HUANG YAN (1966)

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Result : 3 840EUR

HUANG YAN (1966)

Mao, Spring Landscape, 2008

Oil on canvas, signed and dated on the back.

150 x 150 cm


Exhibition: "From Maoism to Maomania", October 2009 - January 2010, Maison de la Chine


Bibliography: Le Point, Special China, N°1945-1946, December 2009, p.196



HUANG YAN (1966)


Huang Yan (born in 1966 in Jilin Province, China) is a multimedia, Taoist artist based in Beijing.

He graduated from Changchun Normal Academy in 1987.


In 1999, Huang Yan began a series of paintings/photographs of traditional Chinese landscapes using the human body as a canvas, called "Chinese Landscapes". Both Feng Boyi and Ai Weiwei have noticed his work, notably at their controversial Fuck Off exhibition in Shanghai in 2000.


His art can relate to the Chinese people and their culture, although it is still considered contemporary art. The landscape paintings he uses come from the Song Dynasty, the most "Chinese".


On the other hand, the human body was rarely used in ancient Chinese art, which makes this art very contemporary.


Huang began his career as a poet and was recognized as an artist who used creative media such as the human body, ox bones, busts of Mao Zedong, flowers, musical instruments and old communist uniforms. He gradually became more and more popular through his art.


In 2008, in addition to being an artist and poet, Huang Yan also published several books about the emergence of new contemporary Chinese artists. Since his artistic medium is the human body, some people wonder whether or not the body is art or painting on the body. "When the body moves, the painted subject takes on another form or meaning".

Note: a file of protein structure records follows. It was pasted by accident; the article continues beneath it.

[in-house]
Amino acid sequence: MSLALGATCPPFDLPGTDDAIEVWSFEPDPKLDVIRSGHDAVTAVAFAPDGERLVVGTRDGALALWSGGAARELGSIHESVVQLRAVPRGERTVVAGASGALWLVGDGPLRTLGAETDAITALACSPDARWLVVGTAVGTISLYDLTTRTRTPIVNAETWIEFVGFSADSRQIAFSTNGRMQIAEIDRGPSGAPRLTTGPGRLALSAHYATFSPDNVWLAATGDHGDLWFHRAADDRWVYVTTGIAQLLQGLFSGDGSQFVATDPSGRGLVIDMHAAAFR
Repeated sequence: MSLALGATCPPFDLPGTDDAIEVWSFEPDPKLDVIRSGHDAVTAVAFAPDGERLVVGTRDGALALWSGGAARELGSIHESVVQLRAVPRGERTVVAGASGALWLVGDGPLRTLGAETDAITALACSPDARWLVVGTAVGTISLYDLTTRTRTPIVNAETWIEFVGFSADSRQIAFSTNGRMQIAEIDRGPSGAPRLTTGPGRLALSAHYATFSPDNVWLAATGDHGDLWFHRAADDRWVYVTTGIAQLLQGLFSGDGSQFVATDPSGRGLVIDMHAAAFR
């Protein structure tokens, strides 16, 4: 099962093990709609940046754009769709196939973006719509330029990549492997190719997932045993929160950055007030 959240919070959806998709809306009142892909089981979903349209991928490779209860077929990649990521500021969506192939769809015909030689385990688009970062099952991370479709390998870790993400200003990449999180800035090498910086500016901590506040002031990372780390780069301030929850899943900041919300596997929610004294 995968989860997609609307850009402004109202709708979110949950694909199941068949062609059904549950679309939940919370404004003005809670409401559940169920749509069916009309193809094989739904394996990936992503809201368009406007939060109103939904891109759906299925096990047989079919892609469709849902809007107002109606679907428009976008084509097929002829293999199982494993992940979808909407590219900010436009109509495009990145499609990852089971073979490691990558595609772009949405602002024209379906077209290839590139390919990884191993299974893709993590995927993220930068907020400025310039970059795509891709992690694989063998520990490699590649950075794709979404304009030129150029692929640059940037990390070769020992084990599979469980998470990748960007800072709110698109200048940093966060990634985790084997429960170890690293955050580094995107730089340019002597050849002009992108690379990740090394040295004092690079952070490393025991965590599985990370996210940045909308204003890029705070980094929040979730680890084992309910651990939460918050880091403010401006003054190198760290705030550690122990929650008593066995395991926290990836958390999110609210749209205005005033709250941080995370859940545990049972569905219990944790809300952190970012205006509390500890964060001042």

Huang Yan's creations can also be considered performance art, even though he himself has never done a performance.


In Chinese culture, nudity and the human body are still considered taboo. Landscapes symbolize the intellectual values of the scholarly class. Painting them on body parts not only makes it an avant-garde art, but it is a new way of using traditional Chinese art and representing the relationship between man and nature, a very Taoist concept.


Although his art is considered taboo, its purpose is not to be offensive; his art is very symbolic and a way of expressing his beliefs. Other contemporary artists, such as Ai Weiwei, are bitter towards the government and have used the exhibition "Fuck Off" to express their anger and beliefs towards society and the government.


However, some of Huang Yan's most offensive art includes photographs of naked women. One of his photographs includes a painted woman running across the Great Wall of China, a very provocative act in Chinese culture. Each of his photographs has a black or white background, which is very brightly lit.


From close up, small details such as peasants, small houses, etc. can be seen.


The symbolism in his art is very important, the "deep cultural roots changing with the demands of modernity".


Huang also has a series of works where he draws faces and eyes on sofas and couches. Another of his mediums is porcelain. He created a series of porcelain portraits of Mao Zedong, but these were stopped by the authorities before they could leave the country to be part of an exhibition in Paris, France. The Chinese authorities found them to be disrespectful to Mao Zedong.


By using controversial artistic mediums, Huang is challenging the boundaries of traditional Chinese landscape painting. His wife, Zhang Tiemei, is a classically trained artist, and often executes the painting when they work together. If the face, leg or arm moves, the meaning of the landscape can take on a new meaning. Art is part of Chinese culture, and by painting traditional art, Huang reminds society to never forget what Chinese art means to them as part of their heritage.


This is where Huang likes to express both his Zen and Buddhist ideas.


In his series of Chinese landscape tattoos and in his series of the Four Seasons, Huang integrates man and nature.


Other Chinese artists, such as Cang Xin, Li Wei, Liu Ren, Ma Yanling and Wu Yuren, also use the human body as an artistic medium to explore the world.

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